- Music producer, COPILOT Strategic Music + Sound), President of Association of Music Producers (Eastern Coast chapter)
- Managing Partner, MassiveMusic, former Head of Production, Elias Music, former Producer at advertising agency Hampel Stefanides
- VP/Owner, David Horowitz Music Associates (an AFM signatory), former President (and current member of the Board of Directors) of the Association of Music Producers
- composer/arranger/orchestrator for recording artists, film, TV, advertising/industrials, and library music CD
With the possible exception of Tony Finno, these people all appear to be in positions where they generally function as supervisors or employers of members working under the Commercial Agreement. It's telling that three of them are board members of the Association of Music Producers, which is a trade organization for music houses that produce music for commercials:
The Association of Music Producers (AMP) was founded in 1998 for the purpose of educating its members, as well as the production, advertising and media communities, on all facets of music production, from creation to final use. Music puts feelings in motion.
AMP was formed to address the common goals and concerns of those who make the music. A national organization with Chapters in New York, Los Angeles, Chicago, Dallas, Austin, and Miami, AMP has already made itself heard. From business matters such as production guidelines, composer royalties and Rights Agreements to consciousness and fund-raising events, AMP has turned up the volume on things that count most.
Coincidentally, AMP arrives at a time in American cultural history when popular music is having an unprecedented impact—in film, in television, in fashion, and in places where music never went before—from listening stations to desktops to iPods and cellphones.
Even music television is everywhere today - just a short time ago it didn’t exist. And radio stations now broadcast in the greatest number of formats in history - from rock to R&B to hip-hop to world to dance to Latin to jazz to pop…Pick a category and you’ll find a chart.
In taking the pulse of this world, the role of original music & sound for advertising has never been more important, both in the creation and execution. AMP will raise the bar in music production - by bringing music into the overall creative process earlier. Much earlier. (If we could, we’d rob VH1’s simple message: Music First!)
It's entirely appropriate that people who own and run music houses that produce music for commercials be involved in the negotiation of the relevant AFM agreement. What's not appropriate is that they would be sitting on the union side of the table. Not only are they inevitably conflicted - at the very least - about negotiating compensation for musicians, but their mere presence would be very intimidating for any rank-and-file instrumentalists in the room. As David Finck wrote:
How can any musician speak freely when there are people for whom we work present at our caucus where proposals are being prepared? ... musicians across America should know that the only proposal brought forth by our union seemed to benefit employers more than us. This is not surprising given that President Lee invited them to attend our strategy meeting.
Tom Lee invited employers to sit on the union side for these negotiations. One of the union-side committee members invited by Tom Lee actually co-owns a company that appears to be signatory to the Agreement.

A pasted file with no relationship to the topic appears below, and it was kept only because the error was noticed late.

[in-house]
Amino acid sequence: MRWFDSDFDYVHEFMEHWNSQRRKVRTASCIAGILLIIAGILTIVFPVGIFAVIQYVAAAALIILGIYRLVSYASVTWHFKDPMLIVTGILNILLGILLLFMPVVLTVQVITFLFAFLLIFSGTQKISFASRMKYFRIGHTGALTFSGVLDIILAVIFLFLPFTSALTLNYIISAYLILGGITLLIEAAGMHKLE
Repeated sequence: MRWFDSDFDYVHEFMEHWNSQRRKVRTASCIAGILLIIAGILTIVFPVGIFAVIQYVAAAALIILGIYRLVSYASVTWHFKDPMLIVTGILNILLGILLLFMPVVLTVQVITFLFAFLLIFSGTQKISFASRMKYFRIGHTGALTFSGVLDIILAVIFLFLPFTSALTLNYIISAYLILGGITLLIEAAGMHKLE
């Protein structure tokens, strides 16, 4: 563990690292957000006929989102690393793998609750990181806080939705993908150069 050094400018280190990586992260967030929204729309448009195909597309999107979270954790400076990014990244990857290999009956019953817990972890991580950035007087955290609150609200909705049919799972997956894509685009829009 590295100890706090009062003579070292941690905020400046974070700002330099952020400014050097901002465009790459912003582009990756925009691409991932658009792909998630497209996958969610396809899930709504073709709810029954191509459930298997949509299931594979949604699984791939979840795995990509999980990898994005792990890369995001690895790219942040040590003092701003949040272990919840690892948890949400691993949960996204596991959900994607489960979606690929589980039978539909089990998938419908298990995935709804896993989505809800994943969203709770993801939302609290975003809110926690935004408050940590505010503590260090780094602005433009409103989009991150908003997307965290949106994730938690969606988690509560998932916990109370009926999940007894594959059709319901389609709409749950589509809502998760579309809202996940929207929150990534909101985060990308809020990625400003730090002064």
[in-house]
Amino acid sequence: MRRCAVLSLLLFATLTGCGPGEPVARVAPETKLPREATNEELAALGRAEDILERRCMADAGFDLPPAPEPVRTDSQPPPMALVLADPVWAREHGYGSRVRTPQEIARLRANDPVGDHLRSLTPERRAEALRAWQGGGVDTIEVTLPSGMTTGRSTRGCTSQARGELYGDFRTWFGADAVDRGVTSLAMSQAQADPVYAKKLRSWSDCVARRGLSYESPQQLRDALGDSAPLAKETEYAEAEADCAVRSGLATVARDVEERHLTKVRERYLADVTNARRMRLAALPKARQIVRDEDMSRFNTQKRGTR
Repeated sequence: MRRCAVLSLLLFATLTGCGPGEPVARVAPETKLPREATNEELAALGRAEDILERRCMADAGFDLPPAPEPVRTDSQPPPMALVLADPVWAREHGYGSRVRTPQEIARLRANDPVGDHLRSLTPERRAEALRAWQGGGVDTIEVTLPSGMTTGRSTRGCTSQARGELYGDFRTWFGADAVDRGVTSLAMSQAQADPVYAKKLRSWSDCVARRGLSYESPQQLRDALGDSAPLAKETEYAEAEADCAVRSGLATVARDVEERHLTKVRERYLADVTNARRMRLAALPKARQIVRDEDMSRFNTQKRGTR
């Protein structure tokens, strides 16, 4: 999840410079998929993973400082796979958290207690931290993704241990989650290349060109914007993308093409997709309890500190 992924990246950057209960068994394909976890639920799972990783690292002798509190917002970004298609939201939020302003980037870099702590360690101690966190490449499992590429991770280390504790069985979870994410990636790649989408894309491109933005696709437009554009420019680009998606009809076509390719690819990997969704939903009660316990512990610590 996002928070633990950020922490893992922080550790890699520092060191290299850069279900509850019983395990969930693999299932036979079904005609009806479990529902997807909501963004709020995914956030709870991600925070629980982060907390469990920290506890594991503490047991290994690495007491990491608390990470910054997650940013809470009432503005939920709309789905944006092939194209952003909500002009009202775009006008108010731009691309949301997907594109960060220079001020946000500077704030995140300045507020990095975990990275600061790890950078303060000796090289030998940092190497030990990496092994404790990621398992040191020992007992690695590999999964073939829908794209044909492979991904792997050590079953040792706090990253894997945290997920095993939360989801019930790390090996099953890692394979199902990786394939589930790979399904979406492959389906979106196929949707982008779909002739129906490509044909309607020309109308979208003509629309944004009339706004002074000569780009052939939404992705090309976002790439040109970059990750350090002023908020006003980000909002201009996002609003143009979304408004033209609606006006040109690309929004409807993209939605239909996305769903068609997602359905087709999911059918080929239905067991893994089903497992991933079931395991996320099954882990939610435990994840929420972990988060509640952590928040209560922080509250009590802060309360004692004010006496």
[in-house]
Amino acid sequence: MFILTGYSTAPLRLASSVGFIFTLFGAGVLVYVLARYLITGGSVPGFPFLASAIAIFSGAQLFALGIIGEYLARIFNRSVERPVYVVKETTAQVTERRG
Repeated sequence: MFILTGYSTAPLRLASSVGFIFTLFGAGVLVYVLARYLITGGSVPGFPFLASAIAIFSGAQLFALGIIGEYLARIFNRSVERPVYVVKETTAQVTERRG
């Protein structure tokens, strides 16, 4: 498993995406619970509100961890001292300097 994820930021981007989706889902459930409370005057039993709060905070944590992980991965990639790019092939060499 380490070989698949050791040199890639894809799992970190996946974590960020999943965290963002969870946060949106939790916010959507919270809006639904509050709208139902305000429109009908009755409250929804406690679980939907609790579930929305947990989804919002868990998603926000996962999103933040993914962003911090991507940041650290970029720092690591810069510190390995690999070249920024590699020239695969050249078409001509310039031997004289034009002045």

That's worth repeating: Tom Lee invited the co-owner of a signatory company to be on the union-side negotiating committee. In what universe is this not a violation of the fundamental principle of trade unionism - that unions represent workers in their dealings with those they work for? Why does Tom Lee think that appointing employers to a union-side negotiating committee is defensible on any level? And why does he think that circulating a letter from those employers attacking Gagliardi for having raised questions about their participation will hurt Gagliardi?
If I were running for AFM President, I'd be ashamed to be publicly identified as having appointed such people to a negotiating committee. Having them attack the president of Local 802 for questioning those appointments, and then distributing their attack, is simply incomprehensible. Does Tom really think that most of the delegates to the Convention are going to think he did the right thing here?
The rest of the list of signers to the letter to Gagliardi is almost as interesting:
- David Horowitz Owner, David Horowitz Music Associates (AFM signatory)
- Bernie Drayton Music Producer/Owner, Last Minute Entertainment NY and 3Tree Productions
- Matt Fletcher Associate Creative Director/Senior Composer, Elias Arts
- Fritz Doddy Creative Director, Elias Arts
- Jon Fields Owner/Composer/Producer, L-Sid Productions, former staff composer, David Horowitz Music Associates
- Joe Sierzputowski composer/producer/engineer, Owner, PartyLine Records Inc., worked for David Horowitz Music Associates from 1985 to 2009
- Herb Bushler Musician Contractor for David Horowitz Music Associates
- Kevin Joy Owner, Joy Productions, former board member of the Association of Music Producers
- Lyle Greenfield Founder and President of Bang Music, a New York-based music production company. Partner in Bangolia (videogame company), member of Board of Directors, Association of Music Producers
- Ben Zebelman Composer/Track Director at Pirate Radio & Television, Head of Artist Licensing Placement at Octave Music, former composer at David Horowitz Music Associates
- Brad Stratton Executive Producer at BANG; former Executive Music Producer at Sound Lounge, former Senior Music Producer at Fluid, former Music Producer at D'Arcy